London's mayor has lost a legal bid to prevent a giant waste incinerator being built in south-east London.
The government is backing the incinerator plan
Ken Livingstone and Bexley Council challenged a government decision to build one of Europe's largest incinerator plants in Belvedere.
The government said the plant would tackle waste but critics said it would add to climate change and discourage borough councils from recycling.
The High Court rejected the mayor's bid for a judicial review of the decision.
Mr Livingstone said he was "disappointed" by the decision and said it was "a bad day for London's environment".
"It means that hundreds of thousands of tonnes of London's rubbish, which could have been recycled or used to produce biofuels and hydrogen, will simply be burnt," Mr Livingstone said.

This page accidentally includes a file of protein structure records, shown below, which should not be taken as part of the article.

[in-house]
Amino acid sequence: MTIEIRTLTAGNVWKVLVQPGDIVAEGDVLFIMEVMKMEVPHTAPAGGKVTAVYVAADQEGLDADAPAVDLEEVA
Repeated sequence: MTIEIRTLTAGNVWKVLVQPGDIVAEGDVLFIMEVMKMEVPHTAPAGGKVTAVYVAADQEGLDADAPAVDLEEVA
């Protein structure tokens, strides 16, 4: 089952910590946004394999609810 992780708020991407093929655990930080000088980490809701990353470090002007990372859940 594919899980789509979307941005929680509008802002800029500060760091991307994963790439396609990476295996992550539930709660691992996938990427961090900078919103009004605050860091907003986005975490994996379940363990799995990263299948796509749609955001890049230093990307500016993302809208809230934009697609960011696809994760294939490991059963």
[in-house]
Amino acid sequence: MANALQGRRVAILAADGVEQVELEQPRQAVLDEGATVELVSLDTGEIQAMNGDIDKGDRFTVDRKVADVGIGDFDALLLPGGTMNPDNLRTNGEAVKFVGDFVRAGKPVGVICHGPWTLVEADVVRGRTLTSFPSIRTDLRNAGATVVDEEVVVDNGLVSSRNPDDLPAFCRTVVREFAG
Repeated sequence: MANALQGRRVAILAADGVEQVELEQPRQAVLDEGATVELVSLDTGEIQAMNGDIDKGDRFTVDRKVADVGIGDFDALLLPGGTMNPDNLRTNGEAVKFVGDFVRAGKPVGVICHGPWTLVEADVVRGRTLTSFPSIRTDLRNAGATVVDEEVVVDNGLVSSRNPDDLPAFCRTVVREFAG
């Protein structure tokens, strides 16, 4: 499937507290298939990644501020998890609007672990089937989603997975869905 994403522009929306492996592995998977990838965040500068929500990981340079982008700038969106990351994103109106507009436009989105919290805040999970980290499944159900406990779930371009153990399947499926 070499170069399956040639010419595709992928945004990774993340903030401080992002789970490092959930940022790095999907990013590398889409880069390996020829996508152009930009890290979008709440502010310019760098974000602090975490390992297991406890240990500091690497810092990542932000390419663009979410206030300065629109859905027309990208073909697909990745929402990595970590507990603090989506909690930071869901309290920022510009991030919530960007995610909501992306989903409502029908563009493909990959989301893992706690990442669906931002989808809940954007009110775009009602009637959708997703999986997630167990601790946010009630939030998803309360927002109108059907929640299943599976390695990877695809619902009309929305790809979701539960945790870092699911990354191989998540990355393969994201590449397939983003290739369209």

"These kinds of incinerators will release as much carbon per unit of energy as a coal-fired power station.
"Given the scale of the challenge facing us on climate change this incinerator is an obscenity."
The government said the plant would be fuelled by waste which would otherwise have been sent to landfill sites in the Home Counties.
Ian Clement, the leader of Bexley Council, said the High Court decision seemed to be "the end of the road" for opposition to the plan.
Pressure group Badair (Bexley and District Against Incineration Risks) had also opposed the plan to build the 72 megawatt capacity plant.
Member Jon Livingstone said: "People who know about what's happening are against it.
"This community was against it, it was totally undemocratic but it was thrust upon us by the government."